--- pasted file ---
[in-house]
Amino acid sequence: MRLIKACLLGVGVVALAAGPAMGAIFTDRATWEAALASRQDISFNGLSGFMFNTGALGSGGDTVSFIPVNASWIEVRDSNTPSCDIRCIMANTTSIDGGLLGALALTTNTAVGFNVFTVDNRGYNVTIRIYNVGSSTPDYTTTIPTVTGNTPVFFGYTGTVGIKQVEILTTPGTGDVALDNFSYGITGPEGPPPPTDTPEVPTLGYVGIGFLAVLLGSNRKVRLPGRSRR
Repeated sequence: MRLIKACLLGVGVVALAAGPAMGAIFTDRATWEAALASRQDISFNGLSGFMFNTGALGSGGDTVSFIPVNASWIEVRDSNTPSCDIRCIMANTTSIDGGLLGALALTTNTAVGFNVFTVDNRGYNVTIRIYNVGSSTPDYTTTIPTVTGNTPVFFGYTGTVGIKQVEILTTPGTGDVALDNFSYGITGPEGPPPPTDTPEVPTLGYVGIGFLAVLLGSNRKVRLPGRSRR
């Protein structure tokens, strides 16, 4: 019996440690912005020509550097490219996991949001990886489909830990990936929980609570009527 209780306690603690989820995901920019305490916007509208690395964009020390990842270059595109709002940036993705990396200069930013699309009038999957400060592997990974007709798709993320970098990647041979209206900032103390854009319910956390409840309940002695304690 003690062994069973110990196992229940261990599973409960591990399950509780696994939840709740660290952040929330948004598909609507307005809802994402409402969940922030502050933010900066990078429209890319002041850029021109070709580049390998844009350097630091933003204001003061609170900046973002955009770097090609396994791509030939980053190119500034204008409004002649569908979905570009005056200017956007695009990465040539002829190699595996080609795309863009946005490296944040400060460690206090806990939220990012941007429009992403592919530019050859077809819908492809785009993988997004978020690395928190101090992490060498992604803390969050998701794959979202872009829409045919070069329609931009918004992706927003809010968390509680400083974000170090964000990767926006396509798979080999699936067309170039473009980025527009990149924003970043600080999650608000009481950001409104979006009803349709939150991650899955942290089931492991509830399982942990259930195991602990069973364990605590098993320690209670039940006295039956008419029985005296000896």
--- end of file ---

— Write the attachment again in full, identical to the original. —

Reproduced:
[in-house]
Amino acid sequence: MRLIKACLLGVGVVALAAGPAMGAIFTDRATWEAALASRQDISFNGLSGFMFNTGALGSGGDTVSFIPVNASWIEVRDSNTPSCDIRCIMANTTSIDGGLLGALALTTNTAVGFNVFTVDNRGYNVTIRIYNVGSSTPDYTTTIPTVTGNTPVFFGYTGTVGIKQVEILTTPGTGDVALDNFSYGITGPEGPPPPTDTPEVPTLGYVGIGFLAVLLGSNRKVRLPGRSRR
Repeated sequence: MRLIKACLLGVGVVALAAGPAMGAIFTDRATWEAALASRQDISFNGLSGFMFNTGALGSGGDTVSFIPVNASWIEVRDSNTPSCDIRCIMANTTSIDGGLLGALALTTNTAVGFNVFTVDNRGYNVTIRIYNVGSSTPDYTTTIPTVTGNTPVFFGYTGTVGIKQVEILTTPGTGDVALDNFSYGITGPEGPPPPTDTPEVPTLGYVGIGFLAVLLGSNRKVRLPGRSRR
């Protein structure tokens, strides 16, 4: 019996440690912005020509550097490219996991949001990886489909830990990936929980609570009527 209780306690603690989820995901920019305490916007509208690395964009020390990842270059595109709002940036993705990396200069930013699309009038999957400060592997990974007709798709993320970098990647041979209206900032103390854009319910956390409840309940002695304690 003690062994069973110990196992229940261990599973409960591990399950509780696994939840709740660290952040929330948004598909609507307005809802994402409402969940922030502050933010900066990078429209890319002041850029021109070709580049390998844009350097630091933003204001003061609170900046973002955009770097090609396994791509030939980053190119500034204008409004002649569908979905570009005056200017956007695009990465040539002829190699595996080609795309863009946005490296944040400060460690206090806990939220990012941007429009992403592919530019050859077809819908492809785009993988997004978020690395928190101090992490060498992604803390969050998701794959979202872009829409045919070069329609931009918004992706927003809010968390509680400083974000170090964000990767926006396509798979080999699936067309170039473009980025527009990149924003970043600080999650608000009481950001409104979006009803349709939150991650899955942290089931492991509830399982942990259930195991602990069973364990605590098993320690209670039940006295039956008419029985005296000896």